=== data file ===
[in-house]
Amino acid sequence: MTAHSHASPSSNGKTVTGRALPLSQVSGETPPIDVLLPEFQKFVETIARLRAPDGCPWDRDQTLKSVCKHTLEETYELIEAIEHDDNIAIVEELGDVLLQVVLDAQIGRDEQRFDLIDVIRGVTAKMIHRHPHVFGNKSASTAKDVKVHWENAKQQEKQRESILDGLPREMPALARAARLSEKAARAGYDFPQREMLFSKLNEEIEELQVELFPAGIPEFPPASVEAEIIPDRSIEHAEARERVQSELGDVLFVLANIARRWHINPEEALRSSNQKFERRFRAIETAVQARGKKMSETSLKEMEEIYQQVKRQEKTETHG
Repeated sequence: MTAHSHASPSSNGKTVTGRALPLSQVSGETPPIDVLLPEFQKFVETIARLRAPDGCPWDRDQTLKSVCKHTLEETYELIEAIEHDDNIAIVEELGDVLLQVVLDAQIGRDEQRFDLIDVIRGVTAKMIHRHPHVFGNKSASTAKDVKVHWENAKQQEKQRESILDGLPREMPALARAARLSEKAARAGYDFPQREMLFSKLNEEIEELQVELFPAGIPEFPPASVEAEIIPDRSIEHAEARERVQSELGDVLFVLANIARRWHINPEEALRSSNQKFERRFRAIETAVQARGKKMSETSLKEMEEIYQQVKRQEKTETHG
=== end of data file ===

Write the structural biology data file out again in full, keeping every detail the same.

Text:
[in-house]
Amino acid sequence: MTAHSHASPSSNGKTVTGRALPLSQVSGETPPIDVLLPEFQKFVETIARLRAPDGCPWDRDQTLKSVCKHTLEETYELIEAIEHDDNIAIVEELGDVLLQVVLDAQIGRDEQRFDLIDVIRGVTAKMIHRHPHVFGNKSASTAKDVKVHWENAKQQEKQRESILDGLPREMPALARAARLSEKAARAGYDFPQREMLFSKLNEEIEELQVELFPAGIPEFPPASVEAEIIPDRSIEHAEARERVQSELGDVLFVLANIARRWHINPEEALRSSNQKFERRFRAIETAVQARGKKMSETSLKEMEEIYQQVKRQEKTETHG
Repeated sequence: MTAHSHASPSSNGKTVTGRALPLSQVSGETPPIDVLLPEFQKFVETIARLRAPDGCPWDRDQTLKSVCKHTLEETYELIEAIEHDDNIAIVEELGDVLLQVVLDAQIGRDEQRFDLIDVIRGVTAKMIHRHPHVFGNKSASTAKDVKVHWENAKQQEKQRESILDGLPREMPALARAARLSEKAARAGYDFPQREMLFSKLNEEIEELQVELFPAGIPEFPPASVEAEIIPDRSIEHAEARERVQSELGDVLFVLANIARRWHINPEEALRSSNQKFERRFRAIETAVQARGKKMSETSLKEMEEIYQQVKRQEKTETHG